Don’t Be Afraid to Ask for Extra Support and Counselling If You Need It

If you are feeling anxious, low or stressed, many universities offer wellbeing and counselling services. You can also talk to your GP or make use of a confidential support and counselling line such as The Samaritans. Whatever you do, don’t suffer in silence. There is always someone who you can talk to and who can help you to feel better.

You might find yourself feeling worried about the spread of coronavirus and its impact on you and your loved ones. ​ These feelings are normal and it’s important we acknowledge them and remind each other to look after our physical and mental health. 

There are steps you can take to look after your mental health and wellbeing. A number of organisations have published guidance on mental health considerations relating to the coronavirus outbreak, including:

  • Mind
  • The Mental Health Foundation
  • The World Health Organisation
  • Young Minds


Graduating Students

As a student graduating this year you may have lots of questions about what the Covid-19 pandemic means for you. You may be concerned about your future job prospects, the graduate job market or what happens when you leave university. 

​We recommend that you keep in touch with your university’s careers and employability services who will be able to provide support specific to your situation.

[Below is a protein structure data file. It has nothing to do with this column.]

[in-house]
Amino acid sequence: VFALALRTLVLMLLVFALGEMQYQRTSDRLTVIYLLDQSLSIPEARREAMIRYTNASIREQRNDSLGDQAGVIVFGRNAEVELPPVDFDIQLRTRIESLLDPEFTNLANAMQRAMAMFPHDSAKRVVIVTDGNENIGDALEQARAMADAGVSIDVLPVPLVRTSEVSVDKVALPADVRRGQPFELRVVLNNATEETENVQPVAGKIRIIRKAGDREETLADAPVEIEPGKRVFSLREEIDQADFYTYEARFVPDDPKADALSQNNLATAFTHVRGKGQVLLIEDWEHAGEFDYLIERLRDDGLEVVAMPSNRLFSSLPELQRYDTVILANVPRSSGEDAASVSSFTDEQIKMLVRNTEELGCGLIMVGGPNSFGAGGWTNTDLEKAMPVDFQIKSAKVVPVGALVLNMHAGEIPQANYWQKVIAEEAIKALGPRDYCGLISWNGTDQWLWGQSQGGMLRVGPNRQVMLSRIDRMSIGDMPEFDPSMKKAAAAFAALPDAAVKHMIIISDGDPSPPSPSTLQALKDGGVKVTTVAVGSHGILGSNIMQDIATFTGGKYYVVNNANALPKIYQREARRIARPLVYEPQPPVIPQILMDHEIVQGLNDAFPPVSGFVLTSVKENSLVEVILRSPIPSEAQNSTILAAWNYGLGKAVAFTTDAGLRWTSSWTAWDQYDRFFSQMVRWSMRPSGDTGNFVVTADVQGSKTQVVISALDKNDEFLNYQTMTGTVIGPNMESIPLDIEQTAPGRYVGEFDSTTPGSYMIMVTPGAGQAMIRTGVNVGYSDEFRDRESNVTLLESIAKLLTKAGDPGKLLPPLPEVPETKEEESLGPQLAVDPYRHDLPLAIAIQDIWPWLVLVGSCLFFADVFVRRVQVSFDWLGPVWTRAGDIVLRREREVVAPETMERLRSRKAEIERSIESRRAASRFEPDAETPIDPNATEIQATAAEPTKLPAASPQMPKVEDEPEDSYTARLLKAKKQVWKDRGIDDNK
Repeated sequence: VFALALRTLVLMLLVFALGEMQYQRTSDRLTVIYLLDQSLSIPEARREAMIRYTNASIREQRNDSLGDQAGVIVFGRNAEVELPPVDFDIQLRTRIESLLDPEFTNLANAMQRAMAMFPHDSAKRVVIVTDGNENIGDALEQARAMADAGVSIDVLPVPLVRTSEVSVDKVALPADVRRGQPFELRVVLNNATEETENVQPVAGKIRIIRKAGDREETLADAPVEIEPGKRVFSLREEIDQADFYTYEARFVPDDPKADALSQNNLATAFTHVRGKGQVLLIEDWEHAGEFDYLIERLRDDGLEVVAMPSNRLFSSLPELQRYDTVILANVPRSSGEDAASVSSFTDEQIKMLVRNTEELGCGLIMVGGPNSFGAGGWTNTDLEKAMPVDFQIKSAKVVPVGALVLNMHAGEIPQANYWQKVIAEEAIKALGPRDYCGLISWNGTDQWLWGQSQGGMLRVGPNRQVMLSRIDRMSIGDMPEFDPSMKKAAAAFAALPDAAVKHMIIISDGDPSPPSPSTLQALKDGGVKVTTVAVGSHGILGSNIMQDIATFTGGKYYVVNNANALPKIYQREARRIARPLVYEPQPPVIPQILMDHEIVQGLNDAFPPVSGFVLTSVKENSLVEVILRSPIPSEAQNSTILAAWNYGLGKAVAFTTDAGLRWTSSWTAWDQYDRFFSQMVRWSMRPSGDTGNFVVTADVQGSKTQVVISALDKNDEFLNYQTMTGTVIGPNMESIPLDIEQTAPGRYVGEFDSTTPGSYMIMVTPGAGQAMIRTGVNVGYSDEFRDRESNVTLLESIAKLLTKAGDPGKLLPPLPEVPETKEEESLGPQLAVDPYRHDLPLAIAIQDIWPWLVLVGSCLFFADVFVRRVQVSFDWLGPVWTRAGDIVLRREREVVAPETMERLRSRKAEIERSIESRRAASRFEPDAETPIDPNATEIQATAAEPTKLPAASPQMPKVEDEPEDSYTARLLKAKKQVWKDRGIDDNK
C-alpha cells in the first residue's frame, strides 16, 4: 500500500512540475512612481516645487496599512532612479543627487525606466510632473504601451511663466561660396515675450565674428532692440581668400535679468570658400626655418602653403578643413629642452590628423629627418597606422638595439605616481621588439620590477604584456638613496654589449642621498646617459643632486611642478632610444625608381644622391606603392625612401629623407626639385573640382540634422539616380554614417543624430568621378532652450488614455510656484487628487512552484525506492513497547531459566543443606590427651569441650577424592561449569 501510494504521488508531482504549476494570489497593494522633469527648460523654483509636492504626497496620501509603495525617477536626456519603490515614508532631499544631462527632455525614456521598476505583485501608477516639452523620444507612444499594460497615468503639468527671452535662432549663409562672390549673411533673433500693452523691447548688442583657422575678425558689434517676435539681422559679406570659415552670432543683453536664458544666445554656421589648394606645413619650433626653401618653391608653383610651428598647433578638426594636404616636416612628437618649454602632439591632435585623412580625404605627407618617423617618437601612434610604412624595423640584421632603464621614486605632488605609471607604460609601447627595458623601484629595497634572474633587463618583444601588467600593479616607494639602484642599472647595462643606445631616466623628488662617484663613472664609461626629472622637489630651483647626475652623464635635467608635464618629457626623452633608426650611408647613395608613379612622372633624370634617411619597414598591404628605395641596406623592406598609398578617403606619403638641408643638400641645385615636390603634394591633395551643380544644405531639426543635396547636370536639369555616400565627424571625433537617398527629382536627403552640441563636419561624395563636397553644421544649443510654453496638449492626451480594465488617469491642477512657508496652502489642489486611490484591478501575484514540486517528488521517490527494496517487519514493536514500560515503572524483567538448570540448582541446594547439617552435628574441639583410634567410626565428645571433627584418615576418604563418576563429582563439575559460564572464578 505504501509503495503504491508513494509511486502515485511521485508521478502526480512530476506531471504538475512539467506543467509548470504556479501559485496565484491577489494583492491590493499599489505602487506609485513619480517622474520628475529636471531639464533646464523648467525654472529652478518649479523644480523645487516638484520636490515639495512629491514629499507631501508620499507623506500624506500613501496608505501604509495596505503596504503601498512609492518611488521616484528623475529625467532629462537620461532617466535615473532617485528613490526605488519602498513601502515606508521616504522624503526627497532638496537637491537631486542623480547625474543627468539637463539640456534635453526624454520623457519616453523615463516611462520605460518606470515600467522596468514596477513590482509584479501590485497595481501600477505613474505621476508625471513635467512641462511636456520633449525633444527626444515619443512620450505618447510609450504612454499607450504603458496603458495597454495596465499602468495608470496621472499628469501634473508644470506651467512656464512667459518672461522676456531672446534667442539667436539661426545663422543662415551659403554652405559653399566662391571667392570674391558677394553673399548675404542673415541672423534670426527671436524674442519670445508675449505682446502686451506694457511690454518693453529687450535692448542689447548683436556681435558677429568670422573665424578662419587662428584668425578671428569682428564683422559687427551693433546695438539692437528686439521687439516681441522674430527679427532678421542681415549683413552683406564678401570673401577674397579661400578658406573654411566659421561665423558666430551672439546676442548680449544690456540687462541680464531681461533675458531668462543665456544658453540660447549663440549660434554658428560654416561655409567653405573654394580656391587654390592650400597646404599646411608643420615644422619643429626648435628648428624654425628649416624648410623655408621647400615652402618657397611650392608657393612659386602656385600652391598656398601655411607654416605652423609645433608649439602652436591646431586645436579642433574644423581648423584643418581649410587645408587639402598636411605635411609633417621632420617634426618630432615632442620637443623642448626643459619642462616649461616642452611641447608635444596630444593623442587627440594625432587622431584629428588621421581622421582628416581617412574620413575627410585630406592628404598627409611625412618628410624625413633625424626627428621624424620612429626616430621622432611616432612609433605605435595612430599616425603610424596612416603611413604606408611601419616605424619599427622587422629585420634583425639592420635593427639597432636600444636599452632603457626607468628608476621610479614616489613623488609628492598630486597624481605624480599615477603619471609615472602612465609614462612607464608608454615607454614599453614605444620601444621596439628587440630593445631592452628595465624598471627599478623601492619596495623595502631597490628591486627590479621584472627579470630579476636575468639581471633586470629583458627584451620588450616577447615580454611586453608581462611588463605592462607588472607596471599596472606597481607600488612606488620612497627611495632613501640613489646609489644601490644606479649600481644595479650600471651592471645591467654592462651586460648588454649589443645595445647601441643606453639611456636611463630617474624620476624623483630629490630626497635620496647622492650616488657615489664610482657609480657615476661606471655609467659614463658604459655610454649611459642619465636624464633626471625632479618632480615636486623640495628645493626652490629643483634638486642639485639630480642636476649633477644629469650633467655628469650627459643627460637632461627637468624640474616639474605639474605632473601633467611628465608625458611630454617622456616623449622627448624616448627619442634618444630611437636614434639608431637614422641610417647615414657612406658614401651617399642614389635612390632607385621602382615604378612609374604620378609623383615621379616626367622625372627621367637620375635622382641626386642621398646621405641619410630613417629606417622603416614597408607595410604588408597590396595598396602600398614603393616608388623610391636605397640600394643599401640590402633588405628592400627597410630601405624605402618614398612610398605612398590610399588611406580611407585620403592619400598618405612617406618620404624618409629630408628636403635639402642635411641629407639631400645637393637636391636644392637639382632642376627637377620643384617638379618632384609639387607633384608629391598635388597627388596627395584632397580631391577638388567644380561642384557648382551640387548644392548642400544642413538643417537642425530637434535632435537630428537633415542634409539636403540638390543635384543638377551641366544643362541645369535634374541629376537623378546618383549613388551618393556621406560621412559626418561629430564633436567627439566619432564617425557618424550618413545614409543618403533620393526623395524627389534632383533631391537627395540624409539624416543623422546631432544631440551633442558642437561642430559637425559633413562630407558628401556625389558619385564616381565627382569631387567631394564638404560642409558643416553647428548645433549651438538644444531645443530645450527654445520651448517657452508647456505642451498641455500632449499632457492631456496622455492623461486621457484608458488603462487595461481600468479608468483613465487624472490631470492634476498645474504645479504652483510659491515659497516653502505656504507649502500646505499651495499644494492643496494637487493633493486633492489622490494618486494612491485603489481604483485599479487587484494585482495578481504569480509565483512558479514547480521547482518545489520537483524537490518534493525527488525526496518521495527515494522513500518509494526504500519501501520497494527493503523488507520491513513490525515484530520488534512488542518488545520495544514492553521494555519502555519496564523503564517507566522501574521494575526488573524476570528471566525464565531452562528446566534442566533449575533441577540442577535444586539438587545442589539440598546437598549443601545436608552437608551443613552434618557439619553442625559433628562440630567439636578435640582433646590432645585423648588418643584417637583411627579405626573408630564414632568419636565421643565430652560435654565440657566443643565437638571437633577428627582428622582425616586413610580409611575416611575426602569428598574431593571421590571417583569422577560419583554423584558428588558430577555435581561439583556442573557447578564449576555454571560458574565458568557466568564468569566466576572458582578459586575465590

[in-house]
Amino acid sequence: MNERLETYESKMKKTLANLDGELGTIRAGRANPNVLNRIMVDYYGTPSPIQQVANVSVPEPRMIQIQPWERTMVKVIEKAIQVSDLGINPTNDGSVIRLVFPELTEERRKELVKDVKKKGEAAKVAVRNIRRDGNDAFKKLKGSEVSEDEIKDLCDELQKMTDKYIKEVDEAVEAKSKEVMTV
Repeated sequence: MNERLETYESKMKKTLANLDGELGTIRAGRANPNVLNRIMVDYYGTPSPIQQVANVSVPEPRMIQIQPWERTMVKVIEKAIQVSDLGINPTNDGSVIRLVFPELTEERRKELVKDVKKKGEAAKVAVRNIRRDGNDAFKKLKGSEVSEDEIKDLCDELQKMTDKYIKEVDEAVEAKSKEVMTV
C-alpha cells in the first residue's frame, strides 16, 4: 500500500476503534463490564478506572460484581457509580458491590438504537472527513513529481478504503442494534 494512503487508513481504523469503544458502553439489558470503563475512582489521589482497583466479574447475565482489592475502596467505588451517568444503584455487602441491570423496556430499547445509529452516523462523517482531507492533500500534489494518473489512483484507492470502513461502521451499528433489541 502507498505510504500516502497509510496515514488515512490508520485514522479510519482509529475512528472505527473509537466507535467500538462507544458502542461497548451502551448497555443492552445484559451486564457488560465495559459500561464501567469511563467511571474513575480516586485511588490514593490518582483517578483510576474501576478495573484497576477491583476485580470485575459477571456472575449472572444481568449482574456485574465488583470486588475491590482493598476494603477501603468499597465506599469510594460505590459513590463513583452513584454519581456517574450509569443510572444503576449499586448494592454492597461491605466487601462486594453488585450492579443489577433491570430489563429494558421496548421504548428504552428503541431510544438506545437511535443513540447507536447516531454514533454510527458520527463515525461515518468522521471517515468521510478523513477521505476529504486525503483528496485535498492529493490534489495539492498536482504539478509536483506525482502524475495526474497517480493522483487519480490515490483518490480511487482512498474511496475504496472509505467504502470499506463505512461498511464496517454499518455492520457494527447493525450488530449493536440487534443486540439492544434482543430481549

Managing Your Mental Health and Wellbeing with Lockdown Easing

You might feel relieved and/or excited that lockdown is easing, however, you might find yourself feeling worried about the changes. You may experience a range of difficult thoughts and feelings.

And most importantly…

Go Easy On Yourself!!

It’s perfectly normal for you to feel sad, annoyed or worried about your first year at university taking place during the coronavirus pandemic.

Try not to get annoyed at yourself for feeling this way. You are living through a strange and difficult time, so experiencing strong emotions is completely natural.

Remind yourself that it is okay to feel how you do. At the same time, remind yourself that this won’t be permanent. Life will always be full of ups and downs. Although it’s tough, focus on making university life as good as you possibly can.

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Covid 19 Student Wellbeing Advice During Covid-19